According to the Tennessee State Library and Archives’ “Records of Ex-Soldiers in World War 1 (Anderson County),” Willie Daugherty enlisted in the Regular Army (RA) at Ft. Oglethorpe, Georgia, on June 13, 1917, approximately eight days after he registered. He was first in Company B, 11th Infantry, then in HQ Company, 11th Infantry. He deserted from the latter as a Private 1st Class on March 21, 1918. He was 21 years old. Incidentally, the 11th Infantry headed to France in April 1918.
I’m certain his desertion stuck hard and thick in Robert Lowe’s craw. I’m certain it gnawed at his psyche and dropped like a rock in his gut. Robert Lowe served in World War I and received an Honorable Discharge. He enlisted in the Regular Army at Ft. Oglethorpe as well, about a month after Willie Daugherty, July 13, 1917. He was first in Company L, 17th Infantry then in Company B, 5 Ammunition Train. He was discharged March 28, 1918 on a Surgeon’s Certificate of Disability (SCD). He “was reported 25% disabled . . . in view of occupation.” But – we’ll dive into Robert Lowe’s tragic life a little later.
We might take another look at Willie Daugherty. I hope what I’m about to write doesn’t excuse his desertion in the eyes of the reader. Certain sources offer a little doubt about Willie’s aptitude and competence. For one thing, according to the 1910 census, Willie was fourteen years old and couldn’t read or write. His brothers, Fisher and Bobbie, the latter of whom was a year younger than Willie, could both read and write. Willie signed his name with a “X” mark on his draft registration card in 1917. Fisher signed with a signature. Other things we’ll dive into later might also give pause about Willie’s faculties. But, let’s you and I get back to the situation at hand.
We are nail-biting spectators at the moment watching something like a Spaghetti Western standoff. We’ve discovered the background Byrd Daugherty and his sons, Fisher and Willie. The eyes of the other side burn with bitterness and anger. These men were puffed up with a sense of power. They seemingly had an upper hand.
Join me in the next post of this Daugherty series where we’ll learn about that other side with Daniel Britton Daugherty.
**Featured image from Wallpaperflare.com – altered
- Anderson County, Tennessee. 1915. Record of Marriages. Vital Records, Ancestry.
- Anderson County, Tennessee. 1916. Record of Marriages. Vital Records, Ancestry.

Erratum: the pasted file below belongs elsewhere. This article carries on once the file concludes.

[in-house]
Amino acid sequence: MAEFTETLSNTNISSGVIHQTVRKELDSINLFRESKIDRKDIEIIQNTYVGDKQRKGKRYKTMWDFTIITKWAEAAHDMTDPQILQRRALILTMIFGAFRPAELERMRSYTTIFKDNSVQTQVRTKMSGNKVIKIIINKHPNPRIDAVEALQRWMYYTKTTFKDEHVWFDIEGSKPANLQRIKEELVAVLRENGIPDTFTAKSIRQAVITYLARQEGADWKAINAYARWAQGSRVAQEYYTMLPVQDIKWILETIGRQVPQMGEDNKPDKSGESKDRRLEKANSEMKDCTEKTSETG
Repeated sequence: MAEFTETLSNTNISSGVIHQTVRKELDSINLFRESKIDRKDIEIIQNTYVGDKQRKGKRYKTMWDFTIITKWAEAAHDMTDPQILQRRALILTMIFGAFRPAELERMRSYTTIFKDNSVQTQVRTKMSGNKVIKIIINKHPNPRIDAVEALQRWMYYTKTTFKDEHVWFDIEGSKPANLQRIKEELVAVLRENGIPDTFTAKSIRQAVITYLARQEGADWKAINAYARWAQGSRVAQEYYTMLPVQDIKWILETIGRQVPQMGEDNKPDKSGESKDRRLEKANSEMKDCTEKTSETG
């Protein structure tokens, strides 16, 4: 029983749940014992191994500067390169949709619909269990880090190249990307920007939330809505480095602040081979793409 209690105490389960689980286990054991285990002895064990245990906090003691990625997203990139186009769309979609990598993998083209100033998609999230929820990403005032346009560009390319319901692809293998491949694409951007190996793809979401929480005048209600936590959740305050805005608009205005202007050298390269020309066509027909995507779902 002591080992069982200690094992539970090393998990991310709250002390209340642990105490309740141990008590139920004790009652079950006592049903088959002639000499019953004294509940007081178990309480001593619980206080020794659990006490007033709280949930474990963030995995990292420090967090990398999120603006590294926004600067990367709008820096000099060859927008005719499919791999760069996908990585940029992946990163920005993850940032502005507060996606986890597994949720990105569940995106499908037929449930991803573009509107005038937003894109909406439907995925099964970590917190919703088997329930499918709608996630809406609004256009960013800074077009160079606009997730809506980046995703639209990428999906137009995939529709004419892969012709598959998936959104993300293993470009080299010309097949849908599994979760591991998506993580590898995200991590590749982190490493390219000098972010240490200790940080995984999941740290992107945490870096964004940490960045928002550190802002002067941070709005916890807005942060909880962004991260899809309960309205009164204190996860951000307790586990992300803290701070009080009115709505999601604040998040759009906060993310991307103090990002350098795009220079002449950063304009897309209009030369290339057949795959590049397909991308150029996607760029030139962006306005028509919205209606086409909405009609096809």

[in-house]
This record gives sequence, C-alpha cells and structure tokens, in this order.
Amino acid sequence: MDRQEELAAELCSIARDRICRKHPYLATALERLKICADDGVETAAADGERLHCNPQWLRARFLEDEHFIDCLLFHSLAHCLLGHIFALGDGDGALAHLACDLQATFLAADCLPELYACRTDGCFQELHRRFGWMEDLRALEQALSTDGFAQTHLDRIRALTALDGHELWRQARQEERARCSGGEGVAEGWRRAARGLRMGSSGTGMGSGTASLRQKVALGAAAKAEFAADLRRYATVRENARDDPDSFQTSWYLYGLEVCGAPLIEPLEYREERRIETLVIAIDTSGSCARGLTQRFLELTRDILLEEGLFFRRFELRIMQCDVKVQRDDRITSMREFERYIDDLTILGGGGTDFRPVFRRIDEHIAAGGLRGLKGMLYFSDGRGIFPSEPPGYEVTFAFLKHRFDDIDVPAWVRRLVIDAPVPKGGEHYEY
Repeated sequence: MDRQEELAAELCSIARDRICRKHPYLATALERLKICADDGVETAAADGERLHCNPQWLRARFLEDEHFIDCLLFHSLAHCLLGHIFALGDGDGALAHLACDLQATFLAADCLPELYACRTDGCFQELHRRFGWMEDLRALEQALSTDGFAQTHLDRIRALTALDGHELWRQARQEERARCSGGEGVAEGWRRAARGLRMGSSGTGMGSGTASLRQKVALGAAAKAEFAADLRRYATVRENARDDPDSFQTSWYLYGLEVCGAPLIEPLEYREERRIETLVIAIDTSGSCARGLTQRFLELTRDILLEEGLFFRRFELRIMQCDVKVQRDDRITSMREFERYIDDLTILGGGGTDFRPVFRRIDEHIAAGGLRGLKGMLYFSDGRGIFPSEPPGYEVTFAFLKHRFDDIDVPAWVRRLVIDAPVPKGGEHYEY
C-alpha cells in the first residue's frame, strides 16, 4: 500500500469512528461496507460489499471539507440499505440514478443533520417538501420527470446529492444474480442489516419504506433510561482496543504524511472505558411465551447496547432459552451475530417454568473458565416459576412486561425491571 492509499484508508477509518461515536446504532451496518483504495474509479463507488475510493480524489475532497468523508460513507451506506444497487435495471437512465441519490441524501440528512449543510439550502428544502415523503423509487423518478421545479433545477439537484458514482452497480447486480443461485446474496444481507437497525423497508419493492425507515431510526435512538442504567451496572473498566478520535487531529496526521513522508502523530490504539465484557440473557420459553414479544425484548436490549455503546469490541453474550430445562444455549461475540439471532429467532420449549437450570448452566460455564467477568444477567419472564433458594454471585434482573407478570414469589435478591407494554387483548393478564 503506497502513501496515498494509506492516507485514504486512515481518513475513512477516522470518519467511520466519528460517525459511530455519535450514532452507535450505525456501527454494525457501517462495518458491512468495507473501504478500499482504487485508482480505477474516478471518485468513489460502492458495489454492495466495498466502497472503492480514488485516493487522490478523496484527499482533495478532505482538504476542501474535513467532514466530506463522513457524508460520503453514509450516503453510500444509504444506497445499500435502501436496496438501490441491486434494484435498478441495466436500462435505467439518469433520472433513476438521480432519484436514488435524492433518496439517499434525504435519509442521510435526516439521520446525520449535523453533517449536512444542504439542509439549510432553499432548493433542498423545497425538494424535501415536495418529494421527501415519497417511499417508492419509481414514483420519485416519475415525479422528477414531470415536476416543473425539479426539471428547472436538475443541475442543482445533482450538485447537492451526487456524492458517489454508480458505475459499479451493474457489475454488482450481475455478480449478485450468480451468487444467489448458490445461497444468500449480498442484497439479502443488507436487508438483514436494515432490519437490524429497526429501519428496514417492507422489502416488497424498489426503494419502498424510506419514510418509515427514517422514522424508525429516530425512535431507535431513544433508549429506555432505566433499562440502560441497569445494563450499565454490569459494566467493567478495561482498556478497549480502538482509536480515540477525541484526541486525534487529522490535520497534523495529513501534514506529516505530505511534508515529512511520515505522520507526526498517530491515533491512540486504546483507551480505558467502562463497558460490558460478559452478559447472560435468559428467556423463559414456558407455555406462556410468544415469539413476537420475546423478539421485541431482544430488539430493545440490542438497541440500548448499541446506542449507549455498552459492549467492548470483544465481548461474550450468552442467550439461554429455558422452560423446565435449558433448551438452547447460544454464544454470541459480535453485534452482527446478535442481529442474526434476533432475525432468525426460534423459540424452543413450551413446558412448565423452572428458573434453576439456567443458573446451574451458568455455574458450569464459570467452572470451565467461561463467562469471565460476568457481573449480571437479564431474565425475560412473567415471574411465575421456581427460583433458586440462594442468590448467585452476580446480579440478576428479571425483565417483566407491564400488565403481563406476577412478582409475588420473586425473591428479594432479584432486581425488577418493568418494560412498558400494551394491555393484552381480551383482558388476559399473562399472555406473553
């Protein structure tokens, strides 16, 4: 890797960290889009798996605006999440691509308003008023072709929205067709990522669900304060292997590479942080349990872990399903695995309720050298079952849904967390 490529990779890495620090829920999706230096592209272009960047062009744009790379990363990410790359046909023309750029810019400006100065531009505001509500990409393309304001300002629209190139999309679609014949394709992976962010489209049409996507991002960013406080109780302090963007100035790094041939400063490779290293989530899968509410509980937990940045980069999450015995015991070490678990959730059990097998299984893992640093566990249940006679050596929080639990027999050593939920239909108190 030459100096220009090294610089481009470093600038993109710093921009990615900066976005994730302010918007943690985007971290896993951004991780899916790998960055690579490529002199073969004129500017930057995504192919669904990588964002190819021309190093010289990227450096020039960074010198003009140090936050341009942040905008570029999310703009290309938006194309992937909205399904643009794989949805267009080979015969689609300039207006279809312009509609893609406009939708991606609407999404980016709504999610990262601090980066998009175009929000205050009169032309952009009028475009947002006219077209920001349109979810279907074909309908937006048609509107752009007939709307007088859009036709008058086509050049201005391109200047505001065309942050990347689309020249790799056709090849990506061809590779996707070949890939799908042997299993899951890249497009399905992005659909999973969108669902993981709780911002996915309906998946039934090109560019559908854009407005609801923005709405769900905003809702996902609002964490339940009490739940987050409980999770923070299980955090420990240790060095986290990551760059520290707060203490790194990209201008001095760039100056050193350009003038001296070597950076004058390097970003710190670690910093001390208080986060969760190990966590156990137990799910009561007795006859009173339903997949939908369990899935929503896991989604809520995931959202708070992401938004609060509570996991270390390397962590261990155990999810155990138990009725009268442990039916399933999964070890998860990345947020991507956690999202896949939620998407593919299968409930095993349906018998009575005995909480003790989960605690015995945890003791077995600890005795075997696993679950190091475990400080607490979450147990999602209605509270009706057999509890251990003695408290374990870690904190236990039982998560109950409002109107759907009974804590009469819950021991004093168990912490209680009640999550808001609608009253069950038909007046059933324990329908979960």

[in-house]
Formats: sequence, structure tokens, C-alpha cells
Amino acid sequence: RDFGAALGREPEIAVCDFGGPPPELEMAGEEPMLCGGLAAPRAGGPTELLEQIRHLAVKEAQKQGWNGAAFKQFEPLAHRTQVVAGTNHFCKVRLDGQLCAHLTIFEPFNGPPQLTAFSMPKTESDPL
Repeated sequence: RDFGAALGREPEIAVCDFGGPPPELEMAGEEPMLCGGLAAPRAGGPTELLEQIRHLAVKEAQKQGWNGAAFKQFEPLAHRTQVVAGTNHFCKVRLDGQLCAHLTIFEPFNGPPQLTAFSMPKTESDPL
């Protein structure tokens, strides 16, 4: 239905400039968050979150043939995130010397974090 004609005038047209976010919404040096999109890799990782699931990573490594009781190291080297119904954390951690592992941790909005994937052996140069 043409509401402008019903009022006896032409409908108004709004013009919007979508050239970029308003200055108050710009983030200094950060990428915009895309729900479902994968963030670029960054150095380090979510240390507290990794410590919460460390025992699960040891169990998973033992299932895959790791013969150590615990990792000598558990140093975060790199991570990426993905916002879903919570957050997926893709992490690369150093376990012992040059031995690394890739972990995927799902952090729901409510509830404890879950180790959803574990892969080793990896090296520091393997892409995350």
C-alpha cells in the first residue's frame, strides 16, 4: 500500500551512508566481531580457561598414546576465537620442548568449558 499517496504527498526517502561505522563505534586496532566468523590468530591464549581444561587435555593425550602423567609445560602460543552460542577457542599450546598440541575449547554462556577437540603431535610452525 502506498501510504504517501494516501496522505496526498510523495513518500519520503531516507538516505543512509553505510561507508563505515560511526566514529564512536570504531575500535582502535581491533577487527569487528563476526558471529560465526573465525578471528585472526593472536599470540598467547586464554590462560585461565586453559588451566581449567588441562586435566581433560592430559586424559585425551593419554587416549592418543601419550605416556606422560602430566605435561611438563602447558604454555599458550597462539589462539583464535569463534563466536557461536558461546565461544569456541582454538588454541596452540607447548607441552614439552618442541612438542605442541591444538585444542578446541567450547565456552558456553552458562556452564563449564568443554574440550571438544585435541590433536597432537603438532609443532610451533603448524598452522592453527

- Find-a-Grave. Susie Bullock. 2011. Fisher Daugherty. Sept 7.
- Find-a-Grave. 2011. Susie Bullock. William “Willie” Daugherty. Sept 7.
- Shown, Pamela. n. d. “Descendants of William Daugherty.” Genealogy.
- State of Tennessee State Board of Health . 1922. Fisher Daugherty Death Certificate. Bureau of Vital Statistics, Anderson County: Family Search.
- State of Tennessee State Board of Health. 1922. Willie Daugherty Death Certificate. Bureau of Vital Statistics, Anderson County: Family Search.
- Tennessee Electronic Library. Newspapers.com Southeast Edition.
- Tennessee Military Records. World War I (1917-1918). Family Search. Jan. 2018.
- Tennessee State Library and Archives. Tennessee World War I Veterans, Anderson County.
- Tennessee State Library and Archives. Records of Ex-Soldiers in World War 1. Anderson County: Tennessee State Library and Archives. p. 36, 91.
- TnGenWeb. Tennesseans in World War I. USGenNet.
- United States Armed Services. 1917. Fisher Daugherty Draft Registration. Anderson County: Family Search.
- United States Armed Services. 1917. Willie Dougherty Draft Registration. Anderson County: Family Search.
- United States Armed Services. 1917. Robert Low Draft Registration. Anderson County: Family Search.
- United States Federal Census. 1900. Thirteenth Census of the United States. Census, Rosedale, Anderson County: Family Search.
- United States Federal Census. 1910. Thirteenth Census of the United States. Census, Rosedale, Anderson County: Family Search.
- Washington State Digital Archives. World War 1 Service Glossary. Aug. 2022.
- Wikipedia. 11th Infantry Regiment (United States): World War I. Wikipedia. Updated Aug. 23, 2022.
- Anderson County News. “Tragedy In Tenth: Barton Shoots Fisher Dougherty His Cousin at Rosedale,” August 19, 1916. Murder and Mayhem in Campbell County.
- The Knoxville Sentinel. “Anderson County Man Shot by His Cousin.” August 17, 1916. Newspapers.com.
- The Journal and Tribune. “Slayers of Three Ordered Taken to Chattanooga Jail for Safe Keeping After Bail is Denied by Justices.” April 13, 1922. Newspapers.com.
- The Journal and Tribune. “Bail is Argued, Decision Kept.” April 25, 1922. Newspapers.com.